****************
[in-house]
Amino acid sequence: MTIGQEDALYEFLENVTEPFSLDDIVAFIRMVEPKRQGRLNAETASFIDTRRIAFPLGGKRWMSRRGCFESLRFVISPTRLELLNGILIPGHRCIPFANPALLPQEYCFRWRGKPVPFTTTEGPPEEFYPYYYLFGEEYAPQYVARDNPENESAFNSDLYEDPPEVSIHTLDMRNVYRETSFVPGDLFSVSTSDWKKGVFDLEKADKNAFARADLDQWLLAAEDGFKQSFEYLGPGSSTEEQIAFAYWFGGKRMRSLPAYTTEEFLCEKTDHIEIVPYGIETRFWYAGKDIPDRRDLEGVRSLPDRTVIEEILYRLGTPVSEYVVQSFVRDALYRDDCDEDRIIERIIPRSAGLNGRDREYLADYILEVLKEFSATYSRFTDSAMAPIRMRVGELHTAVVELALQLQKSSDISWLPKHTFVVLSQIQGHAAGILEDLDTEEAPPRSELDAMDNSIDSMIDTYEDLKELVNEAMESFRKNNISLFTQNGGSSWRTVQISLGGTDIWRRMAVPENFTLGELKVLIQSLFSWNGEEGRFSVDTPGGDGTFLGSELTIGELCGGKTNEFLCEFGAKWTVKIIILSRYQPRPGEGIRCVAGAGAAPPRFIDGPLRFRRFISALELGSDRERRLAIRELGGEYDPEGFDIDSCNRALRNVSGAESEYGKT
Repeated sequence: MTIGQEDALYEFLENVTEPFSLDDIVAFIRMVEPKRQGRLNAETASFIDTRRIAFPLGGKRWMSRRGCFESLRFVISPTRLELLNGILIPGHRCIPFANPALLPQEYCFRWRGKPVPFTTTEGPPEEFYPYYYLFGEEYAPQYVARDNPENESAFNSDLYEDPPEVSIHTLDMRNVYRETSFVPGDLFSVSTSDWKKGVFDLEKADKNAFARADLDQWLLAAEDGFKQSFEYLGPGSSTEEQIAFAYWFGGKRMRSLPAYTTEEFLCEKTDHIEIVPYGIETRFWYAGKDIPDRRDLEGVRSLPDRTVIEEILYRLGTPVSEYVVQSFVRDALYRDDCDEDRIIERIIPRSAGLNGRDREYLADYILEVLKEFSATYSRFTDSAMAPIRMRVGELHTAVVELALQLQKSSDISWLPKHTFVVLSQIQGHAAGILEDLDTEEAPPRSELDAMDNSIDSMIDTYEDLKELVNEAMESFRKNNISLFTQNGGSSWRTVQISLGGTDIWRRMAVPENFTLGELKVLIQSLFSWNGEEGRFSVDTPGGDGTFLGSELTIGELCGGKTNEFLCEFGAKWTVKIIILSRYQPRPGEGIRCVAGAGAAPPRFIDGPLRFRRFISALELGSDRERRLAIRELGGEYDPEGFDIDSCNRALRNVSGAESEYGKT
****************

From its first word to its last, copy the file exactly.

[in-house]
Amino acid sequence: MTIGQEDALYEFLENVTEPFSLDDIVAFIRMVEPKRQGRLNAETASFIDTRRIAFPLGGKRWMSRRGCFESLRFVISPTRLELLNGILIPGHRCIPFANPALLPQEYCFRWRGKPVPFTTTEGPPEEFYPYYYLFGEEYAPQYVARDNPENESAFNSDLYEDPPEVSIHTLDMRNVYRETSFVPGDLFSVSTSDWKKGVFDLEKADKNAFARADLDQWLLAAEDGFKQSFEYLGPGSSTEEQIAFAYWFGGKRMRSLPAYTTEEFLCEKTDHIEIVPYGIETRFWYAGKDIPDRRDLEGVRSLPDRTVIEEILYRLGTPVSEYVVQSFVRDALYRDDCDEDRIIERIIPRSAGLNGRDREYLADYILEVLKEFSATYSRFTDSAMAPIRMRVGELHTAVVELALQLQKSSDISWLPKHTFVVLSQIQGHAAGILEDLDTEEAPPRSELDAMDNSIDSMIDTYEDLKELVNEAMESFRKNNISLFTQNGGSSWRTVQISLGGTDIWRRMAVPENFTLGELKVLIQSLFSWNGEEGRFSVDTPGGDGTFLGSELTIGELCGGKTNEFLCEFGAKWTVKIIILSRYQPRPGEGIRCVAGAGAAPPRFIDGPLRFRRFISALELGSDRERRLAIRELGGEYDPEGFDIDSCNRALRNVSGAESEYGKT
Repeated sequence: MTIGQEDALYEFLENVTEPFSLDDIVAFIRMVEPKRQGRLNAETASFIDTRRIAFPLGGKRWMSRRGCFESLRFVISPTRLELLNGILIPGHRCIPFANPALLPQEYCFRWRGKPVPFTTTEGPPEEFYPYYYLFGEEYAPQYVARDNPENESAFNSDLYEDPPEVSIHTLDMRNVYRETSFVPGDLFSVSTSDWKKGVFDLEKADKNAFARADLDQWLLAAEDGFKQSFEYLGPGSSTEEQIAFAYWFGGKRMRSLPAYTTEEFLCEKTDHIEIVPYGIETRFWYAGKDIPDRRDLEGVRSLPDRTVIEEILYRLGTPVSEYVVQSFVRDALYRDDCDEDRIIERIIPRSAGLNGRDREYLADYILEVLKEFSATYSRFTDSAMAPIRMRVGELHTAVVELALQLQKSSDISWLPKHTFVVLSQIQGHAAGILEDLDTEEAPPRSELDAMDNSIDSMIDTYEDLKELVNEAMESFRKNNISLFTQNGGSSWRTVQISLGGTDIWRRMAVPENFTLGELKVLIQSLFSWNGEEGRFSVDTPGGDGTFLGSELTIGELCGGKTNEFLCEFGAKWTVKIIILSRYQPRPGEGIRCVAGAGAAPPRFIDGPLRFRRFISALELGSDRERRLAIRELGGEYDPEGFDIDSCNRALRNVSGAESEYGKT